Where there is smoke, there is tapering

Mathan Somasundaram

Deep Data Analytics

The local market had another choppy positive day on the back of global investors buying our market on relatively low turnover. It is a clear signal that global flows are in control when mid, small and micro caps underperform the large caps and the overall index. 

We have had a few positive days on weak turnover, while the US market has barely moved. We are on track for the 11th consecutive week of aggregate weekly turnover below $40 billion. 

China has now moved to curb the Yuan after that started to hit new multi-year highs on a daily basis. Time will tell if the recent commodity strength was driven by Chinese traders stockpiling ahead of the Yuan weakening. Energy and Utilities were the best green sectors again while Retail was the only red sector.

Global data continues to show the economies have had the pop and are now fading back to reality. Inflation is strong and data suggests it will remain strong for longer. This means the US Fed's wording to explain inflation has moved from purely “transitory” to now include “persistent”.  As contradictory as it may seem, we are in a reflation cycle and central banks are moving…albeit very slowly.

Latest US Fed update 
“The Federal Reserve Board on Wednesday announced plans to begin winding down the portfolio of the Secondary Market Corporate Credit Facility (SMCCF), a temporary emergency lending facility that closed on December 31st, 2020. The SMCCF proved vital in restoring market functioning last year, supporting the availability of credit for large employers, and bolstering employment through the COVID-19 pandemic. SMCCF portfolio sales will be gradual and orderly, and will aim to minimize the potential for any adverse impact on market functioning by taking into account daily liquidity and trading conditions for exchange traded funds and corporate bonds. The Federal Reserve Bank of New York, which manages the operations of the SMCCF, will announce additional details soon and before sales begin. The SMCCF was established with the approval of the Treasury Secretary and equity provided by the Treasury Department under the CARES Act.”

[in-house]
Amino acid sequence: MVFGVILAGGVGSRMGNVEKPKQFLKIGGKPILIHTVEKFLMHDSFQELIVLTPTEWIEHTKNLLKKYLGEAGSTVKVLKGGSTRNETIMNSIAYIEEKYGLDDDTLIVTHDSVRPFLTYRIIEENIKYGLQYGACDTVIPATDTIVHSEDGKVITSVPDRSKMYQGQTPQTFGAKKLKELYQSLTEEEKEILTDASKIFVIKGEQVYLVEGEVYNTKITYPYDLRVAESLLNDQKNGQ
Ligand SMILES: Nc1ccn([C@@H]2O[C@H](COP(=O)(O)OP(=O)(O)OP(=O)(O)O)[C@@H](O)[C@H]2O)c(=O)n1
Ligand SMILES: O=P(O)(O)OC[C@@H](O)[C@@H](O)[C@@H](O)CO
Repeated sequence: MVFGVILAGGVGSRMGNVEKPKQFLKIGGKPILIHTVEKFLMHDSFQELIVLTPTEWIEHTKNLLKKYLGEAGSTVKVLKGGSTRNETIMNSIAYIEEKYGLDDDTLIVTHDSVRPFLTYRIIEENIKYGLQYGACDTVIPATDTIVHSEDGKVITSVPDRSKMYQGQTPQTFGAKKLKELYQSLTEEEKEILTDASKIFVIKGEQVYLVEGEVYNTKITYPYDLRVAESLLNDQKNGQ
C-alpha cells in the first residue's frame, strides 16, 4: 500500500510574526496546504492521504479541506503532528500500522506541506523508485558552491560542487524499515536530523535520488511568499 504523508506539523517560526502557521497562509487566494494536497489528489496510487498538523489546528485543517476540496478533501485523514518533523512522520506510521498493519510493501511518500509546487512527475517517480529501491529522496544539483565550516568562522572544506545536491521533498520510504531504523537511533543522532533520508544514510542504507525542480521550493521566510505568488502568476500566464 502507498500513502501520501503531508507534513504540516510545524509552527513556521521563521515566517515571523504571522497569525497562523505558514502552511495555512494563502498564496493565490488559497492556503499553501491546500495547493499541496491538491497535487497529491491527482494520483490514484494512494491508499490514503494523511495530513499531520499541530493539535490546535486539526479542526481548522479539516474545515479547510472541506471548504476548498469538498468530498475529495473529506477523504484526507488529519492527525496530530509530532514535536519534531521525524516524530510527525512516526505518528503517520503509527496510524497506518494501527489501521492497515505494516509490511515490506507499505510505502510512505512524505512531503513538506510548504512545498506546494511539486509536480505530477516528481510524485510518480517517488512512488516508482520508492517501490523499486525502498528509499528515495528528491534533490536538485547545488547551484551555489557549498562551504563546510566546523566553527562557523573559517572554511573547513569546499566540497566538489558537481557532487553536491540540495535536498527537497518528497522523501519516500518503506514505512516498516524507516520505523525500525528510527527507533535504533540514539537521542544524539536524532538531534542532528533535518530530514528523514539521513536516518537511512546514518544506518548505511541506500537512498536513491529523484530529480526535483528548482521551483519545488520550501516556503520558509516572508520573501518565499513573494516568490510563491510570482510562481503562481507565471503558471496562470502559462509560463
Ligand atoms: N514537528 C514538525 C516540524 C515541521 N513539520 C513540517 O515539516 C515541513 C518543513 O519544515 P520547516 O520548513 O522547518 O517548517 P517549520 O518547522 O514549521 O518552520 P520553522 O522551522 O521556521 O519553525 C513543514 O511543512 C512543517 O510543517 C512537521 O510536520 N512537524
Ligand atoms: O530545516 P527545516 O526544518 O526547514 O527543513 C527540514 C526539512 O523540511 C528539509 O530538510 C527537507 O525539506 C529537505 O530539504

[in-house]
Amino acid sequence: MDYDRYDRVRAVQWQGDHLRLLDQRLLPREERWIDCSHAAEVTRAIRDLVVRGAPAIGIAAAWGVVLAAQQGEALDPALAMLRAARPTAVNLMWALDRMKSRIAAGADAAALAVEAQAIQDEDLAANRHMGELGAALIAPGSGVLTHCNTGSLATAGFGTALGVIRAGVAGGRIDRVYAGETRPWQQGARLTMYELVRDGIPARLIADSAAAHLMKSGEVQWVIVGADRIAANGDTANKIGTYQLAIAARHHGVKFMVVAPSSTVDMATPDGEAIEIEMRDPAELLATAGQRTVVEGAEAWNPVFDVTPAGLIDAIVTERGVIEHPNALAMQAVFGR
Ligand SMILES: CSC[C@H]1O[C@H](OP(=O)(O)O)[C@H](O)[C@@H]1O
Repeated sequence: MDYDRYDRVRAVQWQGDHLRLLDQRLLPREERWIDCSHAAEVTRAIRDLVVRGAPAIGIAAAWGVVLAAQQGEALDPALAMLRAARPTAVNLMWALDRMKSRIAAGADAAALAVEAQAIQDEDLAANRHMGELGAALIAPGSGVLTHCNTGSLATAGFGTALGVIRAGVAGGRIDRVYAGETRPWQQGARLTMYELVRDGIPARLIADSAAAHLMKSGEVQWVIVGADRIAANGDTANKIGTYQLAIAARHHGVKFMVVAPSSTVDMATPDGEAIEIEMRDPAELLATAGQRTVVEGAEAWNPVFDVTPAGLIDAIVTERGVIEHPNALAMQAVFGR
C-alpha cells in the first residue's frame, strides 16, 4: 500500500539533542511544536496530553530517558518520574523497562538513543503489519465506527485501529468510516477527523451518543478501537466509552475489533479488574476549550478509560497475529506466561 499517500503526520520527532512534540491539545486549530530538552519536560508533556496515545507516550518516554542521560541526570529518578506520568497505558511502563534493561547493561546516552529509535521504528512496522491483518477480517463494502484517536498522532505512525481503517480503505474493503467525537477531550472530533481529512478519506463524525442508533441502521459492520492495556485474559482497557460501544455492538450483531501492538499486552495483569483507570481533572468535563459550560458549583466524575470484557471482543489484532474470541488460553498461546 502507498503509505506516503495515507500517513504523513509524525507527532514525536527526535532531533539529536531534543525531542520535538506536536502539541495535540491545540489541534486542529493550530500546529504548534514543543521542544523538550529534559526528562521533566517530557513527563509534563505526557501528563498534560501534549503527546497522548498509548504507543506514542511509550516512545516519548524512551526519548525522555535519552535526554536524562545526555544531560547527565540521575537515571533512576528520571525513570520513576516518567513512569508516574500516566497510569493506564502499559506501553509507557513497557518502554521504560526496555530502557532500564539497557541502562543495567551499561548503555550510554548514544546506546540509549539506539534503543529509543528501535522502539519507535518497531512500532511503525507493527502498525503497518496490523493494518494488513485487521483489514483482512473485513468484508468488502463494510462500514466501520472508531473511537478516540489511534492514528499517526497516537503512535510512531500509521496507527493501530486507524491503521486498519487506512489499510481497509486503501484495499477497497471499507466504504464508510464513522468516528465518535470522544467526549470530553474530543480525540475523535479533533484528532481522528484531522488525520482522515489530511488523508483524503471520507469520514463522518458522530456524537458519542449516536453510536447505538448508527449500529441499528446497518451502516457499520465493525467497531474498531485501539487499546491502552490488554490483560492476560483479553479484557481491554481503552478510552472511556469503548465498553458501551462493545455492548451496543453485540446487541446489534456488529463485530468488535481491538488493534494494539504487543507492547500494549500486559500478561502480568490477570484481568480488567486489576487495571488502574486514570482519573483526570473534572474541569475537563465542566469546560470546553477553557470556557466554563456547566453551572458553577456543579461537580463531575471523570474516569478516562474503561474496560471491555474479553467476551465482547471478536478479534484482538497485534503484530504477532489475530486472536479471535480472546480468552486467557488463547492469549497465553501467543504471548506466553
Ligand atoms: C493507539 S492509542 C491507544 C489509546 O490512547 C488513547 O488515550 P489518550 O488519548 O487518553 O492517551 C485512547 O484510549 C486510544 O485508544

If you are wondering what the US Fed has to do to prepare for QE tapering, well…exactly what it announced last night. The Fed is cleaning shop to prepare for QE tapering in 2021 before rate rises in 2022. The RBA is preparing for the same but waiting for the election before starting its cycle. Similar to the Fed, the RBA is already expected to let the pandemic-driven emergency cheap lending plan for banks expire at the end of June. 

When you start to see cheap debt taps being turned off by central banks, we may be already in the early stages of tapering. Where there is smoke, there is tapering!

Let us run through the main data points released in the last 24 hours…

Retail Sales in Germany increased 4.40% in April of 2021 year-on-year in April of 2021, much less than market forecasts of a 10.1% rise. Increases were seen for non-food products (10.6%), namely textiles, clothing, shoes and leather goods (33.1%) and furnishings, household appliances and building (7.2%). Retail stores with the exception of food retail were closed until the end of April 2020 due to the first coronavirus lockdown. Compared to February 2020, the month before the coronavirus crisis, retail sales were up by 0.8%.

Producer prices in the Euro Area jumped 7.6% from a year earlier in April 2021, accelerating from a 4.3% advance in the previous month and above market expectations of 7.3%. It was the highest producer inflation since September 2008, as energy cost soared 20%. Excluding energy, producer inflation was 3.5%. There is also a base effect weighing as the coronavirus pandemic dented economic activity and pushed prices down last year. In April of 2020, producer prices fell 4.6%. Ireland, Spain, Netherlands and Greece recorded double-digit rates and prices also accelerated in Germany, France and Italy.